Are you ready for the Big One?

Deborah Needham, the City of Renton’s emergency management director, checks into the city’s new RedAlert disaster notification system. - Tracey Compton, Renton Reporter
Deborah Needham, the City of Renton’s emergency management director, checks into the city’s new RedAlert disaster notification system.
— image credit: Tracey Compton, Renton Reporter

On the heels of the Napa earthquake, September is “National Preparedness Month” and “Ready in Renton” in the city, highlighting the City of Renton’s emergency preparedness campaign.

The city has made a number of upgrades to its Emergency Operations Center, or E.O.C., in the Highlands. Most recently the E.O.C. was used for the July 19 fire at the Regency Woods apartment complex in Renton.

“If you were to go back (through) the years, every year we had any kind of serious storm – whether it’s a snowstorm issue, flooding or potential – there are criteria that are followed to activate the E.O.C.,” said Preeti Shridhar, city spokesperson.

The E.O.C. is organized into sections and can accommodate more than 40 emergency staff. There is a room dedicated to  amateur radio operators, which the city calls its most resilient form of communication in a disaster. Staffed by the Renton Emergency Communication Service, a non-profit, operators can work on location at the E.O.C. or be mobile in the field.

In the past, during serious snowstorms the radio operators were able to go to their nearest Renton school and post notifications at that Neighborhood Information Center’s bulletin board.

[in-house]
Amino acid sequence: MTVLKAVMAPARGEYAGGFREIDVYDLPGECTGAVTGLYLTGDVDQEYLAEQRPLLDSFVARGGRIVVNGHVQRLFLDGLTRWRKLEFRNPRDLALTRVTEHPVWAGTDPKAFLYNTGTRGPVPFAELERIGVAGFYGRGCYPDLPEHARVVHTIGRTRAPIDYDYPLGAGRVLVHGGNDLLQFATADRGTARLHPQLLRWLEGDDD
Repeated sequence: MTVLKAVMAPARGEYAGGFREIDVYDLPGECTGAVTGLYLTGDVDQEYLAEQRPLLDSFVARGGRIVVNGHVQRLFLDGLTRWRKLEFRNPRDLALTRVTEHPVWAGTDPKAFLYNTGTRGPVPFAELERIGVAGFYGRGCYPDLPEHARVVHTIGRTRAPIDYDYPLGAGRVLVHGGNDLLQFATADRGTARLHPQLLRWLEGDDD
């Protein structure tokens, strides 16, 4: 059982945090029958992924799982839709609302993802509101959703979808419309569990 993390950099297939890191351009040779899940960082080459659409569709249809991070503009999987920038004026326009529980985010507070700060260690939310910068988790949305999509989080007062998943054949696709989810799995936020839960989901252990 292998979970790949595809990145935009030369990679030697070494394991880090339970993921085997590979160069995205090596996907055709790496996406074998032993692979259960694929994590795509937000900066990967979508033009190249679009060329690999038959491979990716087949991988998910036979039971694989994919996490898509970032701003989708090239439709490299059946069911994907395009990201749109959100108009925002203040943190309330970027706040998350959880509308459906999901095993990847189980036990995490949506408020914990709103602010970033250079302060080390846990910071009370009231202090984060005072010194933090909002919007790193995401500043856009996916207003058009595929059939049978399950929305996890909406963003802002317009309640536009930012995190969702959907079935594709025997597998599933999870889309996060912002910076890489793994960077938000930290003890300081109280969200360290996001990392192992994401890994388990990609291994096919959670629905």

In the main E.O.C. room there are pods of tables with different functions and also a break out room, where giant maps can be printed of the effected area. There is a section for logistics and finance, operations, planning and a public information or media table. Electronic smartboards help track rumors and giant projection screens on either end of the room help keep staff informed on the latest information about the disaster area.

Most of the equipment and supplies were purchased with grants.

“This is really oriented for the big one (earthquake) and we’ve used grant funds to outfit it,” said Deborah Needham, emergency management director. “So we’re not taking city funds for a facility that’s not used that often.”

“Number one, we have emergency plans for every possible contingency because they’re written broadly enough that we can apply them to any situation,” she said.

The city’s comprehensive emergency plan is actually a requirement for grant funding under the Federal Emergency Management Agency. Without adhering to it closely, the city runs the risk of not being reimbursed for expenses paid for during disaster management.

All city staff have been recruited into disaster roles should one happen.

“Say we just had the Napa earthquake today, we would look at every non-mission critical function in the city and say that one we could stop doing that for a few days,” said Needham.

For example, Community Services instructors who usually teach community classes could be called on to coordinate housing in a disaster.

The city has also done outreach with businesses that get funding from the City of Renton to help develop their disaster preparedness plans as part of the city’s continuity of operations.

“We’ve done a lot, again, every department in the city to look at what are our continuity of operations and what are the plans we need to do,” said Shridhar.

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